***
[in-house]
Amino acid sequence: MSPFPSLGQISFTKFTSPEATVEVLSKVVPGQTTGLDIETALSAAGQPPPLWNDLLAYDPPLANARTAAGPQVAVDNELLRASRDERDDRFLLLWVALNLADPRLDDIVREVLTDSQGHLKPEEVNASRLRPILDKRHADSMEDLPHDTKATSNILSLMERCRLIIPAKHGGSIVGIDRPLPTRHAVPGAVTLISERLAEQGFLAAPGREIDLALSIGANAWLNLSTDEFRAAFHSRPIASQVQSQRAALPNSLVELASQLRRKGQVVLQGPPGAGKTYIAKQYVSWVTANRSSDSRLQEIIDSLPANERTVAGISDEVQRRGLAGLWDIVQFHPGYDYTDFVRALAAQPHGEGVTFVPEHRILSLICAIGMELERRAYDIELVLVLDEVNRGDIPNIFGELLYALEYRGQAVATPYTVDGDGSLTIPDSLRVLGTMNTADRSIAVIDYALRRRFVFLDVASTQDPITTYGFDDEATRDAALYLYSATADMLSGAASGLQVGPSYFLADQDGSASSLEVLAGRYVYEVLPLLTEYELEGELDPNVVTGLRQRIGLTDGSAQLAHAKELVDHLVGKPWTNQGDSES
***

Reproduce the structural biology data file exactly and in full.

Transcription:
[in-house]
Amino acid sequence: MSPFPSLGQISFTKFTSPEATVEVLSKVVPGQTTGLDIETALSAAGQPPPLWNDLLAYDPPLANARTAAGPQVAVDNELLRASRDERDDRFLLLWVALNLADPRLDDIVREVLTDSQGHLKPEEVNASRLRPILDKRHADSMEDLPHDTKATSNILSLMERCRLIIPAKHGGSIVGIDRPLPTRHAVPGAVTLISERLAEQGFLAAPGREIDLALSIGANAWLNLSTDEFRAAFHSRPIASQVQSQRAALPNSLVELASQLRRKGQVVLQGPPGAGKTYIAKQYVSWVTANRSSDSRLQEIIDSLPANERTVAGISDEVQRRGLAGLWDIVQFHPGYDYTDFVRALAAQPHGEGVTFVPEHRILSLICAIGMELERRAYDIELVLVLDEVNRGDIPNIFGELLYALEYRGQAVATPYTVDGDGSLTIPDSLRVLGTMNTADRSIAVIDYALRRRFVFLDVASTQDPITTYGFDDEATRDAALYLYSATADMLSGAASGLQVGPSYFLADQDGSASSLEVLAGRYVYEVLPLLTEYELEGELDPNVVTGLRQRIGLTDGSAQLAHAKELVDHLVGKPWTNQGDSES